Winter 2005 Getting Staff to Stick
Retail isn’t always a picnic, especially during the holiday season. Dealing with rushed, even rude customers and doing “gruntwork” for hours on end can make staffers want to run for the nearest exit.
But it doesn’t have to be that way. The fact is, some carts, kiosks and stores are more enjoyable to work in than others, and for that reason, they experience less employee turnover, despite similar pay. Although monotonous tasks and difficult customers won’t disappear, there’s plenty you can do to get your employees to stick around—especially when you need them most.
Experts have a pocketful of techniques for motivating employees and making them feel valued. Try these basics to improve your chances of getting them to stay through the season.
“Making employees feel valued is the best way to retain them, especially during stressful times,” says Dr. John Austin, associate professor of psychology at Western Michigan University, and director of the non-profit Organizational Behavior Management Network. How do you do that? Tell them how they’re doing. That’s a good start.
“The most tried and true techniques involve what we call ‘applied behavior analysis techniques,’” says Austin. They include frequent performance monitoring and frequent feedback, “especially feedback that is positive,” he says. “People especially value kind words of thanks and praise, particularly when they come from someone they respect.”
Speak to each employee—especially seasonal ones—informally on a weekly, even daily, basis. “Say, ‘Here’s what I liked today, and here’s what I want you to work on tomorrow,’” says Legrand. He adds that if you wait to give feedback, even if it’s positive, “later” is too late to impact that employee’s performance.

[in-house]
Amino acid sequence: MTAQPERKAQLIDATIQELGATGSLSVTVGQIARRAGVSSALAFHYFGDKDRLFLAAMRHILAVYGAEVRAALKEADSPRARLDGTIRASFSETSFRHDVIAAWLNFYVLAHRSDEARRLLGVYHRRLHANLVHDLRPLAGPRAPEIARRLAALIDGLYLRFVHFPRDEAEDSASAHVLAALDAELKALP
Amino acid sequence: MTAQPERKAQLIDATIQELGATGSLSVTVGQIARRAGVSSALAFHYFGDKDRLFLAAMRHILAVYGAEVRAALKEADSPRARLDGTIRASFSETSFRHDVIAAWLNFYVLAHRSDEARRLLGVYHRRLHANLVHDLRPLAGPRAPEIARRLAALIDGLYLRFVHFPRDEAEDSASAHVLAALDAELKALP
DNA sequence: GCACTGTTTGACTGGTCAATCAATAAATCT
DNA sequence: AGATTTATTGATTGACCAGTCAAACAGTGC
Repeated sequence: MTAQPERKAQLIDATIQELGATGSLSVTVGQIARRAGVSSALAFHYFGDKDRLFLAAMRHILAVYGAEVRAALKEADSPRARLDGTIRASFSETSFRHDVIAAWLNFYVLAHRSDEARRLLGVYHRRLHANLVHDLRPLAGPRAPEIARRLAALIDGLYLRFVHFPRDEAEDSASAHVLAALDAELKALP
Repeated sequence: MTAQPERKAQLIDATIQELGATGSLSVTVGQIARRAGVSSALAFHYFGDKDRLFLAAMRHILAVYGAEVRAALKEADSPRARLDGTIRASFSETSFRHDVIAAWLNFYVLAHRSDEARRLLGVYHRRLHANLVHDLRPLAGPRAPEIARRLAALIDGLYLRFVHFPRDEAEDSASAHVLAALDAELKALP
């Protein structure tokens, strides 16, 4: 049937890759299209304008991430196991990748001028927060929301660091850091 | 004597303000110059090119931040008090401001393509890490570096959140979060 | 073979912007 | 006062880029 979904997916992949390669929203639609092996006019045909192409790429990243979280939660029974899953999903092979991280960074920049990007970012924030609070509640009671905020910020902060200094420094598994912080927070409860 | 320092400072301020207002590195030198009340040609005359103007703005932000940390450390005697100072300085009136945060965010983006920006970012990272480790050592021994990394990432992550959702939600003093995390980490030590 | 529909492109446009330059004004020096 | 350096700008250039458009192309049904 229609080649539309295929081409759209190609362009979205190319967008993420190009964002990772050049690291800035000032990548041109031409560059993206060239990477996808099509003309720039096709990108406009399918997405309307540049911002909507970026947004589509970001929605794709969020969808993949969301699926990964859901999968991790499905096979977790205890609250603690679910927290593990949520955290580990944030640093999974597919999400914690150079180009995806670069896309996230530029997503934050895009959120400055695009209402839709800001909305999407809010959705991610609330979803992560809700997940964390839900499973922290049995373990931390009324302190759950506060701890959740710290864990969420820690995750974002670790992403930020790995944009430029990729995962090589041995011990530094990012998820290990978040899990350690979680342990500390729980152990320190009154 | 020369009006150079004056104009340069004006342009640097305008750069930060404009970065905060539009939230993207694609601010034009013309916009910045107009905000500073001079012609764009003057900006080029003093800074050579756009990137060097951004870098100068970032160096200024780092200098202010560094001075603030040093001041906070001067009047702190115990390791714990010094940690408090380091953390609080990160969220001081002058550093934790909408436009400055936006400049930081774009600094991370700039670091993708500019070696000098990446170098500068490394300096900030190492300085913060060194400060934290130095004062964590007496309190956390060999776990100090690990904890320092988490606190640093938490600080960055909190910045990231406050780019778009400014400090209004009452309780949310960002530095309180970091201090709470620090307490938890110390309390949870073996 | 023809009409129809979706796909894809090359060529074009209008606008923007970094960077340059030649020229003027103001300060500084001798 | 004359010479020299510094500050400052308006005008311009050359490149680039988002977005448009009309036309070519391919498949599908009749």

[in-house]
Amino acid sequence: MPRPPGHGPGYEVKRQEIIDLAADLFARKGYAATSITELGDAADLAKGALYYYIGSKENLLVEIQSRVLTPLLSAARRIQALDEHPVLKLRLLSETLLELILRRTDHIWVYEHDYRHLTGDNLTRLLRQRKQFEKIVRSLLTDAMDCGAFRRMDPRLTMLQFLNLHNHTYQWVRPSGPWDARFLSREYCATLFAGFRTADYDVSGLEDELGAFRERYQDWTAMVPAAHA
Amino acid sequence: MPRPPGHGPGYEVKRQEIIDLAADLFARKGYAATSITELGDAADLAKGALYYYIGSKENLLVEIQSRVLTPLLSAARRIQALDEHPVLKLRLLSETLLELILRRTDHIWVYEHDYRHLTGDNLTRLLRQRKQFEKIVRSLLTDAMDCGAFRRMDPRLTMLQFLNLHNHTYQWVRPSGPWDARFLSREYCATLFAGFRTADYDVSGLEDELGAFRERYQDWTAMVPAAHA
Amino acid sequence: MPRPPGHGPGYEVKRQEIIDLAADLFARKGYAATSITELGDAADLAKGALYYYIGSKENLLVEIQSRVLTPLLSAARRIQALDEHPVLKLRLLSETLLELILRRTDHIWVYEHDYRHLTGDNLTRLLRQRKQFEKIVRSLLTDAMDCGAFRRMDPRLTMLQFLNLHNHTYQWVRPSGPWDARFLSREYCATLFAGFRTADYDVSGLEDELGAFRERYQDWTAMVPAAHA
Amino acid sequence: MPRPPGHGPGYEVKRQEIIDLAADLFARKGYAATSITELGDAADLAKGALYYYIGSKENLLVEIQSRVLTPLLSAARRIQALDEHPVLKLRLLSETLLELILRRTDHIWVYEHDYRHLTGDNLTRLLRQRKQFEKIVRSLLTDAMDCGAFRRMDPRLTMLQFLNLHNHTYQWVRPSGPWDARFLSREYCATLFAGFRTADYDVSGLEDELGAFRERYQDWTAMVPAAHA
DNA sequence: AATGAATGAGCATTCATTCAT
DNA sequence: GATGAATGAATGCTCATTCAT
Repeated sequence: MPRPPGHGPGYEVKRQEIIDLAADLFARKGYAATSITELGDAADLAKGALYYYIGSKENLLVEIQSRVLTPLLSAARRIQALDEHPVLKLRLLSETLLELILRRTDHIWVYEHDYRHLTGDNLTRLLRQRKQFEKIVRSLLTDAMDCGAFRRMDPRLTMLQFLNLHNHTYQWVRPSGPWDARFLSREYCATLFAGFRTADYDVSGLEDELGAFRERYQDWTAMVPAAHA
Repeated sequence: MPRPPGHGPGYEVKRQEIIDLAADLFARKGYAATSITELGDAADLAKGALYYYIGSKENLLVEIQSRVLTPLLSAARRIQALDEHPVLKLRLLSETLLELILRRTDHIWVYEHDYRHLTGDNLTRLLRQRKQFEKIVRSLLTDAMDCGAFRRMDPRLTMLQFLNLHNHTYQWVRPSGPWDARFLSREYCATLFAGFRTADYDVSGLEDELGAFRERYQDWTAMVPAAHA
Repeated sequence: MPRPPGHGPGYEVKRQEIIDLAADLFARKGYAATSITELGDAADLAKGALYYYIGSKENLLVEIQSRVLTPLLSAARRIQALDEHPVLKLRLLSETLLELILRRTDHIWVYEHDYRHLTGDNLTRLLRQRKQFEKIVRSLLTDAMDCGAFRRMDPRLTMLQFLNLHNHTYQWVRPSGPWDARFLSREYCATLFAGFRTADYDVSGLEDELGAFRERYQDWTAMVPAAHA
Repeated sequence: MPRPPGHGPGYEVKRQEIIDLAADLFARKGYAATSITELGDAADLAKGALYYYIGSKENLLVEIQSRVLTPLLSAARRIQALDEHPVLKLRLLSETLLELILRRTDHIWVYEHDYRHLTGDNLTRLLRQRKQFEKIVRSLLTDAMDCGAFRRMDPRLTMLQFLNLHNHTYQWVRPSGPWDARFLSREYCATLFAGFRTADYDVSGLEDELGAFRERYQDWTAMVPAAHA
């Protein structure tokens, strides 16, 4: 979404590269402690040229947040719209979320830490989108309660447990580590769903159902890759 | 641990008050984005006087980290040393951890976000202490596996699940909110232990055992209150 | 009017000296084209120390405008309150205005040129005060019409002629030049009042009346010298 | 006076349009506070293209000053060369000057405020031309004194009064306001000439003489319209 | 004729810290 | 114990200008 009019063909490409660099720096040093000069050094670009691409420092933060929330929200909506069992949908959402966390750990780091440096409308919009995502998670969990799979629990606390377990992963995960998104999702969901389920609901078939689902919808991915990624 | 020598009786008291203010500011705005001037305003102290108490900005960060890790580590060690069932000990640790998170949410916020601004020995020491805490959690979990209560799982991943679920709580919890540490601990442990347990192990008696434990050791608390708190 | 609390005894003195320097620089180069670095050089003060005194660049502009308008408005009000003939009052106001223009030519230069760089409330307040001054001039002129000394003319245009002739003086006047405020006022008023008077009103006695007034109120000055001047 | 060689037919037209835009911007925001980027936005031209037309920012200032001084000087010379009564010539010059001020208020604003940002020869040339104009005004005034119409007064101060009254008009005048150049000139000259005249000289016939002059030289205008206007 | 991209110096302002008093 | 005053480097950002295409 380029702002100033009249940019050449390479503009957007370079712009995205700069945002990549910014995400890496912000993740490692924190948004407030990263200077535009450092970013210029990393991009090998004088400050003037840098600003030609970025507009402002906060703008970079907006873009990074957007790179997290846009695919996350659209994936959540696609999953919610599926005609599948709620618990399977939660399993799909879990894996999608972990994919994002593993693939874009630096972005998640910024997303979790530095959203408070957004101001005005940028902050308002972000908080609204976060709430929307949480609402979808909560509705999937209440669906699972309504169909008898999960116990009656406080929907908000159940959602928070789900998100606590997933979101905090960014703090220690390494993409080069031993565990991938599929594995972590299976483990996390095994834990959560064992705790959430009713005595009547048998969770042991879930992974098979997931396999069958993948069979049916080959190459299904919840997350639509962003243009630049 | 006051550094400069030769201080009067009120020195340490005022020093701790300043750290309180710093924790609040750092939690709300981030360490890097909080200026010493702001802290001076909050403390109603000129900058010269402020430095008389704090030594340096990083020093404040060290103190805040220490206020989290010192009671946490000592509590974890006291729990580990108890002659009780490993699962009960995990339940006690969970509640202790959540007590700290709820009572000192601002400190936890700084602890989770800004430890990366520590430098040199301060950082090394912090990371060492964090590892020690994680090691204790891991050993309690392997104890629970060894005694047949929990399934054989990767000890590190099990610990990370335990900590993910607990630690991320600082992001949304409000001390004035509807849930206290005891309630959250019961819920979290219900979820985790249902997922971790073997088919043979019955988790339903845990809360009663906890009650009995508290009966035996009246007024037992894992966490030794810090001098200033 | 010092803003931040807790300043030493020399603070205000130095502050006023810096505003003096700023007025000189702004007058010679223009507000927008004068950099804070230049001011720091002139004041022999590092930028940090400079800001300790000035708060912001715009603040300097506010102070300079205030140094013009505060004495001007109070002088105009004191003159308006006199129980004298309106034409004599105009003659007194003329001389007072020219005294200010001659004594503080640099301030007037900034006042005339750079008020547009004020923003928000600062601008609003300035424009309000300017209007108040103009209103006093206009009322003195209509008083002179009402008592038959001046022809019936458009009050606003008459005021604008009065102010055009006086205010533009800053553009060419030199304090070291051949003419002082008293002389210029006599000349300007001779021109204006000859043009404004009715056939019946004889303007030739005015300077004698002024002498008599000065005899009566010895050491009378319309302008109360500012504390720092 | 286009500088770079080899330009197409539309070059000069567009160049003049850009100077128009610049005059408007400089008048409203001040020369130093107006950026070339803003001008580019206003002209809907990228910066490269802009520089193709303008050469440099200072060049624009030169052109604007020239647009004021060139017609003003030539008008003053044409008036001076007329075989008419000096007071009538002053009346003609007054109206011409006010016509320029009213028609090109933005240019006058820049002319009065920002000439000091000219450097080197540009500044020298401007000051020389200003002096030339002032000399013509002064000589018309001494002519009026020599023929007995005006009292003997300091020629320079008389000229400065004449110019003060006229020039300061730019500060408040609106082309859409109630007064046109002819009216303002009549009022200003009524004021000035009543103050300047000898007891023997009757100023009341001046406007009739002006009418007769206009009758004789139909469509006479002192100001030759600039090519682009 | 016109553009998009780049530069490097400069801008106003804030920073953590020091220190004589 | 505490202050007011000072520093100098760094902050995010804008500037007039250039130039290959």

People want to know that the work they’re doing for you is worthwhile. “Talking to employees in… supportive ways about their positive contributions to the business or organization is an effective way of making them feel valued,” says Austin. It’s known as “vesting” them in the business.
“Ask employees for suggestions,” says Marcel Legrand, senior VP of strategy and planning for Monster.com, which collects statistical and anecdotal data from hundreds of thousands of corporate customers. “You’ll get some of your best advice for improving the business from your staff, and it will make them feel vested in the business.”
Employee-referral programs are an effective tool for allowing staff members to contribute to the business while helping you recruit staff. So if you need extra seasonal help, “ask your existing employees to recommend friends and family, and give them a bounty for each hire they recommend,” says Legrand. He points out that a really good worker is likely to hang out with people with good scruples and discipline, so a referral plan is often effective for finding more good help. Another benefit, says Legrand, is that it “gives staff the chance to resell themselves on why they work there in the first place, since they’ll have to sell someone else on joining.”
You can use bonuses and gift certificates to recognize outstanding work—but rewards don’t have to be financial to be effective. For instance, some retailers reward employees with more flex-time, says Legrand.
And don’t discount the power of praise. “It seems pretty clear to us that a spoken word, if it’s done properly and comes from the right person at the right time, can carry as much weight as a prize or other tangible item,” says Austin. “Be sincere, make it personalized, and be sure it immediately follows a positive employee action that you would like to see more of,” he says.